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Thanks to Amy Boucher Pye in her book The Living Cross for bringing this verse to my attention. The whole verse is powerful, isn’t it? Sermons, if not books, could be written about that first clause. But it was the underlined portion that stood out. 
We often struggle to let go of the guilt of past sins, feeling that God must be as acutely aware of them as we are. We can think he is waiting for us to slip up again, and withholding his full forgiveness until we can prove that we’re not going to repeat the same errors. 

But this imagery assures us that that is not the case. He has cast all our sins behind his back. The NIV says ‘put’, which is good enough, but ‘cast’ is even better. I picture him screwing them up and throwing them over his shoulder, like a writer with a badly-written page. All he sees is the clean sheet in front of him. Fresh and clear and ready to write on again.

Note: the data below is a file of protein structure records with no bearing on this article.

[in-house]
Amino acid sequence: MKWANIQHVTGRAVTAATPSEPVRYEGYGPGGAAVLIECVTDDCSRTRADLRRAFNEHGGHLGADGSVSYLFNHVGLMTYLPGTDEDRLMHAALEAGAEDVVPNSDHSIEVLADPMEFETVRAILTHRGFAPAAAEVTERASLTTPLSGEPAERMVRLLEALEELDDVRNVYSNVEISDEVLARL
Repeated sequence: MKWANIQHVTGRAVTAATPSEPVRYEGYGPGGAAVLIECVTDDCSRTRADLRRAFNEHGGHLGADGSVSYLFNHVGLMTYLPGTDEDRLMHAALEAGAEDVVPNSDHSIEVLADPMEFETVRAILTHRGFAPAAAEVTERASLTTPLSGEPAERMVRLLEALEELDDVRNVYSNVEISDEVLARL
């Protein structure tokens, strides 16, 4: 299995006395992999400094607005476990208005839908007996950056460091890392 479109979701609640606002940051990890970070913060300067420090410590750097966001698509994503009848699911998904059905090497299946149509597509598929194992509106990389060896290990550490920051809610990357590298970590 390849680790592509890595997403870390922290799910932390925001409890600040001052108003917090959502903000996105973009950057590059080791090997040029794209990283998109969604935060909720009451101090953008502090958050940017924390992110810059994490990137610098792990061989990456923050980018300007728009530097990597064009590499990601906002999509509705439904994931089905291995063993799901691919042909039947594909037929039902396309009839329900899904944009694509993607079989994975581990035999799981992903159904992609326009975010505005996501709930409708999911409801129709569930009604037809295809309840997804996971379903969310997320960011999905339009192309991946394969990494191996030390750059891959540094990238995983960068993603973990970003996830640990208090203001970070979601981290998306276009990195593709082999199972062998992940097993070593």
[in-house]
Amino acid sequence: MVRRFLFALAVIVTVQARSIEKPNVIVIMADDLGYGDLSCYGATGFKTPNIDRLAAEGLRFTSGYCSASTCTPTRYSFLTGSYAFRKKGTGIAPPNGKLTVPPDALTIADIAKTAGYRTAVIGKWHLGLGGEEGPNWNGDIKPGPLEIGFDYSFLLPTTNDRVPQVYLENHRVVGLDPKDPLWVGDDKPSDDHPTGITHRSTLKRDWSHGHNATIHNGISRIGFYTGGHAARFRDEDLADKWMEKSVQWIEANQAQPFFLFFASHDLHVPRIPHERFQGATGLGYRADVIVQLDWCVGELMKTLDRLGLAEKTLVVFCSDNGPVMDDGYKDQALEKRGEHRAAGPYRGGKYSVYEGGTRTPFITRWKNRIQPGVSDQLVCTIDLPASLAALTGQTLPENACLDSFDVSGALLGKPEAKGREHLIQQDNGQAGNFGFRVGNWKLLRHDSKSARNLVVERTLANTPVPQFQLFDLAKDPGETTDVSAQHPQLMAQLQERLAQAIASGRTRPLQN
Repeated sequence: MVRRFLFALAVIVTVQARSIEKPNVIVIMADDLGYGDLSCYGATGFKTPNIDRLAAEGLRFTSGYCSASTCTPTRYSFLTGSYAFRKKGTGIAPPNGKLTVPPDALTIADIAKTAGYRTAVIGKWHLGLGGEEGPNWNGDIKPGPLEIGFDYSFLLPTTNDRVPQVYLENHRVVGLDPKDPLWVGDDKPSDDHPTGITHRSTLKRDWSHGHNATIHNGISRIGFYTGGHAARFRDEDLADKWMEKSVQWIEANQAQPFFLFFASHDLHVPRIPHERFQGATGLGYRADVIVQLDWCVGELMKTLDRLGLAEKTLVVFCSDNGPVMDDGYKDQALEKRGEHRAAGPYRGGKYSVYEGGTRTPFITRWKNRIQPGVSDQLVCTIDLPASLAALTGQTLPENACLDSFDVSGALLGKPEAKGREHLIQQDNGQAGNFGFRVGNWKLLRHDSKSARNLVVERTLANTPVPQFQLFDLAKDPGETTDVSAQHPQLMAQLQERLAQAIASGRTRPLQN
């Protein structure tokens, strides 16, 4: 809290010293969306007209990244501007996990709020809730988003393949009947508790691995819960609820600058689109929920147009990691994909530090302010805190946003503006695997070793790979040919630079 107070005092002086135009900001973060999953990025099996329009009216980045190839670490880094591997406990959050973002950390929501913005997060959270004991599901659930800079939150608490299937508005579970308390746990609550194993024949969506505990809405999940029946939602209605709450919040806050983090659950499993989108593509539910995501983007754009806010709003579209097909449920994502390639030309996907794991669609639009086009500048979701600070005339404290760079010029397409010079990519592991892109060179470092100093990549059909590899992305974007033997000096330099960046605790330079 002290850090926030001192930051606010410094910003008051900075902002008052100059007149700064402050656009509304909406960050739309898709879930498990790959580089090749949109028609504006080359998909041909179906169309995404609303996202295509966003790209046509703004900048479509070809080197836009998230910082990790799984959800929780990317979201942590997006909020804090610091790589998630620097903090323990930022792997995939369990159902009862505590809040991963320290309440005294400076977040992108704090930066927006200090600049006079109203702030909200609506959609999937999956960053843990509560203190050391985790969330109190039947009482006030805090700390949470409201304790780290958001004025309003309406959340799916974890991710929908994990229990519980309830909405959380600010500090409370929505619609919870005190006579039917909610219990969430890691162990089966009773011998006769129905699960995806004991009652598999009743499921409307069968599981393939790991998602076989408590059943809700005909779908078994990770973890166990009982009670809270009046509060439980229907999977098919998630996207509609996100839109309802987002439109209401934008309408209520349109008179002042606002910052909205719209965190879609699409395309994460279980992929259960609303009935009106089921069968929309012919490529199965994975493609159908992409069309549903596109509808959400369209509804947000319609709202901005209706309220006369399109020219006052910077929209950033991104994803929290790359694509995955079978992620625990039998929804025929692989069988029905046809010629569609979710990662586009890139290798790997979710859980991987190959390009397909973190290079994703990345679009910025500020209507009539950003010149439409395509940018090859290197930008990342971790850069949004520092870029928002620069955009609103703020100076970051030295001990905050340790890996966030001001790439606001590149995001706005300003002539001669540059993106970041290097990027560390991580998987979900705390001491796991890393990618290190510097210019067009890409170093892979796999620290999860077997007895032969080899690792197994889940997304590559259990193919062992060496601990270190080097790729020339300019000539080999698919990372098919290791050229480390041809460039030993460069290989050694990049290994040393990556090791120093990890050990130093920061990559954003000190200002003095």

Each new sin is dealt with in the same way – I think I’m theologically correct in saying that even before we come to him in repentance the sin is scrunched up and cast away. That is my understanding of what it means to be washed by the blood of the Lamb – that all our sins, past, present and future, are removed from us as far as the East is from the West. We confess and repent so as not to create a wall of guilt in our relationship with God, but the sin itself has been dealt with, once and for all. 

This is a great mystery, but what a wonderful gift. 

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